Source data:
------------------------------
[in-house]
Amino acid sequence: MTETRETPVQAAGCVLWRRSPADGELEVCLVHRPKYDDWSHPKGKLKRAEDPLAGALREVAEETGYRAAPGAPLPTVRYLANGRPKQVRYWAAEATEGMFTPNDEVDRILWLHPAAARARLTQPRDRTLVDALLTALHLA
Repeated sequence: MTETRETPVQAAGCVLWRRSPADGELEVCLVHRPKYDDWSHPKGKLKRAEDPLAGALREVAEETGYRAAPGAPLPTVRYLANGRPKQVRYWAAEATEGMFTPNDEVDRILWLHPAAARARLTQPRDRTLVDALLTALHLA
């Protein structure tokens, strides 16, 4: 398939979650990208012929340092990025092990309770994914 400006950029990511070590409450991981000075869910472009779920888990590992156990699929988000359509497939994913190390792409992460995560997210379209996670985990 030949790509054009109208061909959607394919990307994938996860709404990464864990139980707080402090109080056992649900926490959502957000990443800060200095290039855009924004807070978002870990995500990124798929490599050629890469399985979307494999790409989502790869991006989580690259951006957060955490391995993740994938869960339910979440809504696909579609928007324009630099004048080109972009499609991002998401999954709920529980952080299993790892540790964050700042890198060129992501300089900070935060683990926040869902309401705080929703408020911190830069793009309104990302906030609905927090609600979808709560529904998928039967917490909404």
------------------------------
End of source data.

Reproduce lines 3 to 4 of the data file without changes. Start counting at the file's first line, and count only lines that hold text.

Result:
Repeated sequence: MTETRETPVQAAGCVLWRRSPADGELEVCLVHRPKYDDWSHPKGKLKRAEDPLAGALREVAEETGYRAAPGAPLPTVRYLANGRPKQVRYWAAEATEGMFTPNDEVDRILWLHPAAARARLTQPRDRTLVDALLTALHLA
């Protein structure tokens, strides 16, 4: 398939979650990208012929340092990025092990309770994914 400006950029990511070590409450991981000075869910472009779920888990590992156990699929988000359509497939994913190390792409992460995560997210379209996670985990 030949790509054009109208061909959607394919990307994938996860709404990464864990139980707080402090109080056992649900926490959502957000990443800060200095290039855009924004807070978002870990995500990124798929490599050629890469399985979307494999790409989502790869991006989580690259951006957060955490391995993740994938869960339910979440809504696909579609928007324009630099004048080109972009499609991002998401999954709920529980952080299993790892540790964050700042890198060129992501300089900070935060683990926040869902309401705080929703408020911190830069793009309104990302906030609905927090609600979808709560529904998928039967917490909404």